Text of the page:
Benjamin Hall, Commissioner
for Works, who was a large tall man nicknamed �Big Ben�.
4/11/1852, The building of the new House of Commons,
following the fire of 1834, was completed, to the designs of Sir Charles Barry
15/4/1845, The new House of Lords buildings were completed, after a fire in 1834, to
the designs of Sir Charles
Barry and Augustus
16/10/1834. Houses of Parliament almost totally
destroyed by fire. Firemen managed to save Westminster Hall and St Stephens
22/9/1735. Sir Robert Walpole became the first Prime Minister to move
into 10 Downing Street. The office
of �Prime Minister� was not officially recognised, and some considered it
unconstitutional. However Walpole had widespread support of both the King
and Parliament. Walpole was educated at Eton and Cambridge, and at age 24
inherited a country estate, which gave him the means of self-sufficiency to
enter politics. In 1701 he became the Whig member for castle rising in Norfolk.
An excellent speaker, he rose rapidly within the party. In 1717 he resigned
amid in-party fighting, returning as Paymaster General in 1720.
25/1/1733, Sir Gilbert
Heathcote, Lord Mayor of London, died.
13/11/1295, King Edward I
of England summoned the Model Parliament
to Westminster, the composition of which serves as a model for later
6/8/1889 The Savoy
Hotel in London was opened.
5/5/1873, The Midland
Hotel, adjacent to St Pancras Station, London, opened. It closed in 1935
due to lack of custom and became railway offices.
1855, Claridges Hotel, London, was opened by William
Claridge, a former butler for the nobility. It was bought by the
Savoy Company in 1895 and rebuilt.
residential vsee also Built Environment
14/6/2017, Grenfell Tower, a 24-storey, 120 flat,
residential tower block in the deprived north of Kensington and Chelsea
Borough, caught fire just after midnight. The block could have housed as many
as 600 people. Around 100 were believed to have been killed, with 64 taken to hospital,
20 in critical care. The cladding panels that had been added to the outside of
the block caught fire, setting the entire tower ablaze; cheaper flammable
cladding had been used instead of fire-retardant panels.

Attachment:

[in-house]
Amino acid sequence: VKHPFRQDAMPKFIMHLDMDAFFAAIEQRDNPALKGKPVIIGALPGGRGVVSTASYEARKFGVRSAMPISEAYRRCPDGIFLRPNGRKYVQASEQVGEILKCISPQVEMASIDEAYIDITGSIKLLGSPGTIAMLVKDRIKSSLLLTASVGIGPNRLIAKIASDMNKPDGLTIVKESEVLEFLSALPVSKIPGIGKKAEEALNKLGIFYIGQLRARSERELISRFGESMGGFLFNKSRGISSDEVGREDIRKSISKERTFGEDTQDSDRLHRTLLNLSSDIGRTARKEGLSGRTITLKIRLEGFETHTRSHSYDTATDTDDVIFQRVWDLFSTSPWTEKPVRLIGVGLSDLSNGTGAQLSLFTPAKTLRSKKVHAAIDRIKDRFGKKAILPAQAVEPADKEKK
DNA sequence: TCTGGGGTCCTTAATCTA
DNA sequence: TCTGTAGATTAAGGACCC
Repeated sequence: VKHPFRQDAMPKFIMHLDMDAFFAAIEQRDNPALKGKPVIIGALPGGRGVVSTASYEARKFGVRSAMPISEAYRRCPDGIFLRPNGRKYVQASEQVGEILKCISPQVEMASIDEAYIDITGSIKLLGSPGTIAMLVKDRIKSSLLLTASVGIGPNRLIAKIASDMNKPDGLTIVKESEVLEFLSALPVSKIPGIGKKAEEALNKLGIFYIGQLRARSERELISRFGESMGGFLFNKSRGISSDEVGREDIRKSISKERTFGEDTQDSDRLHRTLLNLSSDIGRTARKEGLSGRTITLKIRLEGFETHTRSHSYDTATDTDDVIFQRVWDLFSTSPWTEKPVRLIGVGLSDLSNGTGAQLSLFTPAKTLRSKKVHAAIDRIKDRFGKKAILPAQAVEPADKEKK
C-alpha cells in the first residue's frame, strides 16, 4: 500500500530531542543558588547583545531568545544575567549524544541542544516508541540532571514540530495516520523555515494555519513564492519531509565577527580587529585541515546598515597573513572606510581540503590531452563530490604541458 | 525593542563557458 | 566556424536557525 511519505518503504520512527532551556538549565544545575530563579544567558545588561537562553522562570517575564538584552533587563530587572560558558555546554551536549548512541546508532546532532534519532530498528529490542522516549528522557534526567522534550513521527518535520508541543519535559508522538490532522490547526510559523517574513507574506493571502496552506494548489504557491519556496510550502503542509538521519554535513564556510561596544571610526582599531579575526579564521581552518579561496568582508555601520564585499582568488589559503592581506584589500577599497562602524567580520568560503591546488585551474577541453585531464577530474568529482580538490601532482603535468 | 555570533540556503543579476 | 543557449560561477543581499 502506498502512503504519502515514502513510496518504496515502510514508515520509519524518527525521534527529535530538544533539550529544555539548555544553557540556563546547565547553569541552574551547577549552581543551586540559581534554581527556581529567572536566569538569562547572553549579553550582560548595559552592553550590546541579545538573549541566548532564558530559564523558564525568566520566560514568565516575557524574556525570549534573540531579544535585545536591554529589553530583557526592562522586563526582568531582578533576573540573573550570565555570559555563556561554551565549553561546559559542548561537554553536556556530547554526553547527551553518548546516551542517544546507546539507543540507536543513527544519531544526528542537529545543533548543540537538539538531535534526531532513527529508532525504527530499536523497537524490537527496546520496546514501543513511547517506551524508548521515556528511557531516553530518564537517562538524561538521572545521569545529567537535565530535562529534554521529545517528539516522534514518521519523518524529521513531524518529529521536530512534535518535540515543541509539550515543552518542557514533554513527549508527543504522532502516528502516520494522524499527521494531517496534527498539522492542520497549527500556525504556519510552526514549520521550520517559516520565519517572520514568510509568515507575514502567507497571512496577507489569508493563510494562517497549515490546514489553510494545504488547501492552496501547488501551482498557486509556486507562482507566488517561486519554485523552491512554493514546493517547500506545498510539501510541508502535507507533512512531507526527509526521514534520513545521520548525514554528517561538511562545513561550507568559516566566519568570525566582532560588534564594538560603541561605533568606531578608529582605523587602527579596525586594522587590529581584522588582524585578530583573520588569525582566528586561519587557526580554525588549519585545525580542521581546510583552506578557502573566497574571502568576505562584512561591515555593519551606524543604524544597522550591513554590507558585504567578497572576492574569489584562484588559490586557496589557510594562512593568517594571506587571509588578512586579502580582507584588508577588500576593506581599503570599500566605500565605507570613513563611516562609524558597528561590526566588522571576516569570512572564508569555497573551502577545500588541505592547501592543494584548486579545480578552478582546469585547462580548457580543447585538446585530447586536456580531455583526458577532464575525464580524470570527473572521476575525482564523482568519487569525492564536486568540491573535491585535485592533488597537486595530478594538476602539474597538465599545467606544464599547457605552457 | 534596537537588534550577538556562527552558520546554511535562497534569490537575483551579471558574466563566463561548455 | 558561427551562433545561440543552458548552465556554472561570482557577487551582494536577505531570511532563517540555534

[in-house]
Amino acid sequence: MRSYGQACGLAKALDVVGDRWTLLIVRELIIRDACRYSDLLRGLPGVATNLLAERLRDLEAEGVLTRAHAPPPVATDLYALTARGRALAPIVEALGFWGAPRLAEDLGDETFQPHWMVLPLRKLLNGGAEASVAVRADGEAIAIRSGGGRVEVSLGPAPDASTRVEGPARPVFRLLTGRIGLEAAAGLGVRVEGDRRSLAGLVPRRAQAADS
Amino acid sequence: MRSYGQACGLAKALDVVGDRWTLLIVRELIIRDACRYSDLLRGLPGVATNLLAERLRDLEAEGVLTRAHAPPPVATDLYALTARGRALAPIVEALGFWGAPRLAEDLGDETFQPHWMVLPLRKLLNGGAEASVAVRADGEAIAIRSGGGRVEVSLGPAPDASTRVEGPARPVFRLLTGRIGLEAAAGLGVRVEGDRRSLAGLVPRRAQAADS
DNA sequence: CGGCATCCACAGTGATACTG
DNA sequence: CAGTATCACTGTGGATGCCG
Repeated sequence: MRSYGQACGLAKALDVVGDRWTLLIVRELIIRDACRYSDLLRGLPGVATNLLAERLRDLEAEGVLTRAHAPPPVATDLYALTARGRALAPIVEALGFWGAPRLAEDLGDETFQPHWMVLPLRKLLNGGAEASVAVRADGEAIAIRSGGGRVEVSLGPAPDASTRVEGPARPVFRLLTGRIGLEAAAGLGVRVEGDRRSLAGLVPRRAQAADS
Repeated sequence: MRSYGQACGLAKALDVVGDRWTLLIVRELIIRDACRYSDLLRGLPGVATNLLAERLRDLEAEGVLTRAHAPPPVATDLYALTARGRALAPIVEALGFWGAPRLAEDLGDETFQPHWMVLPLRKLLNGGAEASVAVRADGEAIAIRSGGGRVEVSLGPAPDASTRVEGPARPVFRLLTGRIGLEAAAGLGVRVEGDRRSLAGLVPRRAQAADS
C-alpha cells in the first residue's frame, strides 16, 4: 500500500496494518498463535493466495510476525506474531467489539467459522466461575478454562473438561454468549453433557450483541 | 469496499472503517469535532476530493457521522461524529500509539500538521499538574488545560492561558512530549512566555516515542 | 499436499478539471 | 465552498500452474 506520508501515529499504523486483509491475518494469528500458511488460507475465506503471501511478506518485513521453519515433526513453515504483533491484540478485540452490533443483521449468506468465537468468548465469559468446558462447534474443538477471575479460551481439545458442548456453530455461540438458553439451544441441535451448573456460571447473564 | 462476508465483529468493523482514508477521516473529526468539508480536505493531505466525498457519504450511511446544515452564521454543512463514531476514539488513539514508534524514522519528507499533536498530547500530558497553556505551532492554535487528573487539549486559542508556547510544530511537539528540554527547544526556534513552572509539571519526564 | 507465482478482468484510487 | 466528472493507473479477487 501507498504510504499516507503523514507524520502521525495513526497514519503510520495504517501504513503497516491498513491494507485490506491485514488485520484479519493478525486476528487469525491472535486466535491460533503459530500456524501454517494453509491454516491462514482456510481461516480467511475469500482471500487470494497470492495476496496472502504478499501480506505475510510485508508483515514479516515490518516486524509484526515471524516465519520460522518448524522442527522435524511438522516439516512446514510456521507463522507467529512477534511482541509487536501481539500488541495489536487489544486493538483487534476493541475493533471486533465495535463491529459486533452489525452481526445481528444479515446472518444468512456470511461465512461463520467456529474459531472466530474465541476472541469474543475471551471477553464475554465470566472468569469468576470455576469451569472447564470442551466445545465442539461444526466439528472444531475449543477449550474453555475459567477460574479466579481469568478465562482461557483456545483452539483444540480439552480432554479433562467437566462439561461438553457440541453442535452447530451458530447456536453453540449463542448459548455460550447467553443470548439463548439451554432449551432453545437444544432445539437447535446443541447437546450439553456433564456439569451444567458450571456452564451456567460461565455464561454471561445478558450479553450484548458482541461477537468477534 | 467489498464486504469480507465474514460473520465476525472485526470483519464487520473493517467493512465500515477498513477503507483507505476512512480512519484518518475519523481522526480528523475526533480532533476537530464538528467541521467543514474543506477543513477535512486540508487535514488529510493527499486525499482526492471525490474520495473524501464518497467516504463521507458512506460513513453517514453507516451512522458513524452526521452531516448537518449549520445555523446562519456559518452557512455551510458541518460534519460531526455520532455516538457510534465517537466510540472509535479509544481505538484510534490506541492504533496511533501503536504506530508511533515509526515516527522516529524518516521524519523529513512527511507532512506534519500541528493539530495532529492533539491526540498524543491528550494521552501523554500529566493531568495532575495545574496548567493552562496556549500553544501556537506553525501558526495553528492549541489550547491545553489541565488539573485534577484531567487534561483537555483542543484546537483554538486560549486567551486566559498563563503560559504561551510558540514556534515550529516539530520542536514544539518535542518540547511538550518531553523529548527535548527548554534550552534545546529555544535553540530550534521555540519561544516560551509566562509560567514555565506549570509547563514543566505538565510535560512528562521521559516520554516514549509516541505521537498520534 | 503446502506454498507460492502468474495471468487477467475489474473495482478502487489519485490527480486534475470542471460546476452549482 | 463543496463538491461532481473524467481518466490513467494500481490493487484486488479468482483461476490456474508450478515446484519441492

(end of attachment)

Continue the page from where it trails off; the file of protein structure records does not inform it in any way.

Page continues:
1/3/1991. Wandsworth set the lowest Poll Tax in Britain, �136. Other councils were �400 or more.
1968, The first homes were
completed in the new Thames-side development of Thamesmead, SE London.
16,5/1968, The Ronan
Point block of flats collapsed in London�s East End.� Three died when the 22-storey flats in
Butcher�s Road, Plaistow, were brought down by a gas explosion in a flat on the
18th floor. The
pre-fabricated �system building� technique used to construct the flats meant
that every flat on that corner then collapsed.
1935, The development of New Addington began, with houses to be
let �at reasonable rents�.
1934, The Becontree
housing development, east London, was completed; construction had begun in
1921. It covered 2,770 acres (4 square miles), with over 25,000 dwellings
accommodating 112,000 people.
1932, Click Here for image of 1932
newbuild 3-bed house, Harrow area, �850, also map of NW London 1928.
6/9/1921, Five female councillors in
Poplar faced jail for refusing to set a domestic rate (property tax).
Labour-controlled Poplar, led by George
Lansbury, objected to a central rate equalisation scheme
which, it said, meant poor areas like Poplar paid more than wealthier areas.
1907, Hampstead Garden Suburb was founded by Dame Henrietta Barnett.
29/2/1864, The Peabody
Trust opened the Commercial Street flats in Spitalfields. It boasted previously
unheard-of luxuries such as separate laundry rooms and a play area for
29/1/1850, Sir Ebenezer Howard, who started the Garden City movement, was born in
1845, Harley Street, formerly an upmarket
residential road, became a centre for medical practitioners.
1826, Cumberland Terrace, overlooking Regents Park, was completed by John Nash.
1825, Buckingham Palace was cteated out of former Buckingham House by
Nash. It became the residence of the British Royal Family from 1837.
1825, Belgrave Square, London, was laid out.
1812, Captain Henry Penton died in
Italy. He developed the land east of
Kings Cross, London, known as Pentonville; built 1780-1820. It was then a
green hillside location offering views of St Pauls and the Surrey Hills beyomd.
1800, Russell Square was laid
1720, Development of Mayfair
began, and was completed by the 1770s. Belgravia was developed in the 1820s, followed
by Pimlico in the 1850s.
London, see also UK history, military technology
12/10/1982,, A Falklands Victory Parade was held in the
City of London.
20/9/1959, The last fly-past of Hurricane aircraft
over London to commemorate the Battle of Britain.
17/10/1953, Queen Elizabeth II unveiled a monument to
members of the Commonwealth air forces who lost their lives in WW2 and had no
known grave, at Coopers Hill, Runnymede.
2/4/1946. The Royal Military Academy at Sandhurst was
founded.� The Woolwich Academy was merged